US Dept of Homeland Security

U.S. Department of Homeland Security

NLT worked with DHS and DC to provide a proof of concept demonstration showing how geospatial data could be shared between DHS and the DC Government for emergency response in a major emergency. The demonstration centered on a bidirectional exchange of geospatial information between the DHS National Operations Center and the DC Emergency Operations Center.

The 2009 Presidential Inauguration served as the use case. The scenario involved a severe weather event (snow storm) and its effect on commuter and evacuation routes in the District of Columbia. Technologies used included ArcGIS Server, Arc2Earth, Google Earth, .Net, JavaScript, and KML.

The pilot was a success and provided many recommendations to DHS and the DC Government regarding how geospatial intelligence can be shared among multiple jurisdictions to accomplish long-term and large-scale emergency management goals.

Office of Intelligence, Immigration and Customs Enforcement Department of Homeland Security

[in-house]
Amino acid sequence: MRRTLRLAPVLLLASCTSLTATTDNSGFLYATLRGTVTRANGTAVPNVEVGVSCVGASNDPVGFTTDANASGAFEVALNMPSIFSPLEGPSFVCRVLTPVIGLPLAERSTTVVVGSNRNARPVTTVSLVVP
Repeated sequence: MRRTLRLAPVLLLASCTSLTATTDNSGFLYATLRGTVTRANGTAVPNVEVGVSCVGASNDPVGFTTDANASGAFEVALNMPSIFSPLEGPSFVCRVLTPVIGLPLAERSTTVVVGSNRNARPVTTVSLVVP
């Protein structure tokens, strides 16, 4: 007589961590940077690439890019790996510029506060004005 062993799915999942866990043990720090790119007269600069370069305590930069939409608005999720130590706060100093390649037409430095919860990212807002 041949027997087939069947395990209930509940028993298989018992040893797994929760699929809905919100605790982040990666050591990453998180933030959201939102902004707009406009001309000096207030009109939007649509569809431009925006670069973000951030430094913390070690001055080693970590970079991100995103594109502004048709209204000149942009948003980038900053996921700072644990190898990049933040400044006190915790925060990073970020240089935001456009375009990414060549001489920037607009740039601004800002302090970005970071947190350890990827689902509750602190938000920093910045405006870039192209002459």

NLT provided GIS services including GIS analysis, simulation, visualization, and cartographic production. NLT was responsible for the development of pilot applications addressing spatial situational awareness, pilot support for Homeland Security emergency response, hazard mapping and analysis, as well as spatial crime analysis.

One of the projects involved suspicious financial activity analysis, in which NLT’s GIS analysts geocoded over 300,000 suspicious activity reports, identifying links between suspicious locations and distances travelled to commit a crime. Another project involved foreign student visa analysis. Using the Student and Exchange Visitor Information System (SEVIS) visa data, NLT analyzed the density of foreign students in major cities.

Another project involved gang activity analysis, in which NLT geocoded a list of suspected gang members by gang affiliation and analyzed the points based on county and census tract density. The final project involved radar terrain masking data analysis. For this project, NLT’s GIS analysts used surveillance data to geospatially analyze 25-plus drug smuggling cases along the U.S-Canada border.

Among the factors covered were aircraft takeoff and landing points, terrain models, and radar coverage overlays. Final products included PDF maps and KML file exports for ease of distribution.


Please Contact Us for further information on our work with the US Department of Homeland Security.